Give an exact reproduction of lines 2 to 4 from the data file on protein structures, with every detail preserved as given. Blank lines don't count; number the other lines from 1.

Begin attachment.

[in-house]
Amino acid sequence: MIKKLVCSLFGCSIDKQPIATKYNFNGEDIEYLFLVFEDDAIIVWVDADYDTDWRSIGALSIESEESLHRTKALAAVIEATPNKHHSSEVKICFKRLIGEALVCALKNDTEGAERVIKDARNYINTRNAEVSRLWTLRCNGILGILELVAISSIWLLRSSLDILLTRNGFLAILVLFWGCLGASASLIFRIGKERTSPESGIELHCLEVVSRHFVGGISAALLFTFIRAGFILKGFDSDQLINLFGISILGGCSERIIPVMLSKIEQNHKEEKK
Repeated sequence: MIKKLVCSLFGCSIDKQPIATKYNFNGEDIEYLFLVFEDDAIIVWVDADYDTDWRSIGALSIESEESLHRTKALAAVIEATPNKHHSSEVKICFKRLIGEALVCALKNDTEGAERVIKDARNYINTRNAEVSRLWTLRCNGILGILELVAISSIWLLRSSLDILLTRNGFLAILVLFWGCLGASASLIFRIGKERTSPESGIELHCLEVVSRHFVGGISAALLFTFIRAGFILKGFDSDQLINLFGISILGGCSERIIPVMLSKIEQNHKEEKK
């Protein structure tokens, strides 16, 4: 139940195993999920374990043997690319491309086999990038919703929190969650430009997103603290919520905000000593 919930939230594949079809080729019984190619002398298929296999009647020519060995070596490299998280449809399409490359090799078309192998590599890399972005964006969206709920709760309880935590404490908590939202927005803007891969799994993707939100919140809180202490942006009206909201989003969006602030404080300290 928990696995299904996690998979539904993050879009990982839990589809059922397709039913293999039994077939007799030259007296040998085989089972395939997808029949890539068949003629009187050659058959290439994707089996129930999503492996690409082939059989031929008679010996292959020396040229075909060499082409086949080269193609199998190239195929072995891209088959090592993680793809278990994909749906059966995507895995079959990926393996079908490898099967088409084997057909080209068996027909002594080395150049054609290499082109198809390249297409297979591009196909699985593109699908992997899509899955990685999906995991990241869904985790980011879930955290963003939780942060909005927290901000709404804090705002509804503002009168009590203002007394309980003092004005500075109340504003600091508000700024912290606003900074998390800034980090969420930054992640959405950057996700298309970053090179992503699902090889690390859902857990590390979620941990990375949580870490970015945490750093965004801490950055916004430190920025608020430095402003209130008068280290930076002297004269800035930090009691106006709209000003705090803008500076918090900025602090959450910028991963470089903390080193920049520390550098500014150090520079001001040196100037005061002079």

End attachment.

Amino acid sequence: MIKKLVCSLFGCSIDKQPIATKYNFNGEDIEYLFLVFEDDAIIVWVDADYDTDWRSIGALSIESEESLHRTKALAAVIEATPNKHHSSEVKICFKRLIGEALVCALKNDTEGAERVIKDARNYINTRNAEVSRLWTLRCNGILGILELVAISSIWLLRSSLDILLTRNGFLAILVLFWGCLGASASLIFRIGKERTSPESGIELHCLEVVSRHFVGGISAALLFTFIRAGFILKGFDSDQLINLFGISILGGCSERIIPVMLSKIEQNHKEEKK
Repeated sequence: MIKKLVCSLFGCSIDKQPIATKYNFNGEDIEYLFLVFEDDAIIVWVDADYDTDWRSIGALSIESEESLHRTKALAAVIEATPNKHHSSEVKICFKRLIGEALVCALKNDTEGAERVIKDARNYINTRNAEVSRLWTLRCNGILGILELVAISSIWLLRSSLDILLTRNGFLAILVLFWGCLGASASLIFRIGKERTSPESGIELHCLEVVSRHFVGGISAALLFTFIRAGFILKGFDSDQLINLFGISILGGCSERIIPVMLSKIEQNHKEEKK
């Protein structure tokens, strides 16, 4: 139940195993999920374990043997690319491309086999990038919703929190969650430009997103603290919520905000000593 919930939230594949079809080729019984190619002398298929296999009647020519060995070596490299998280449809399409490359090799078309192998590599890399972005964006969206709920709760309880935590404490908590939202927005803007891969799994993707939100919140809180202490942006009206909201989003969006602030404080300290 928990696995299904996690998979539904993050879009990982839990589809059922397709039913293999039994077939007799030259007296040998085989089972395939997808029949890539068949003629009187050659058959290439994707089996129930999503492996690409082939059989031929008679010996292959020396040229075909060499082409086949080269193609199998190239195929072995891209088959090592993680793809278990994909749906059966995507895995079959990926393996079908490898099967088409084997057909080209068996027909002594080395150049054609290499082109198809390249297409297979591009196909699985593109699908992997899509899955990685999906995991990241869904985790980011879930955290963003939780942060909005927290901000709404804090705002509804503002009168009590203002007394309980003092004005500075109340504003600091508000700024912290606003900074998390800034980090969420930054992640959405950057996700298309970053090179992503699902090889690390859902857990590390979620941990990375949580870490970015945490750093965004801490950055916004430190920025608020430095402003209130008068280290930076002297004269800035930090009691106006709209000003705090803008500076918090900025602090959450910028991963470089903390080193920049520390550098500014150090520079001001040196100037005061002079």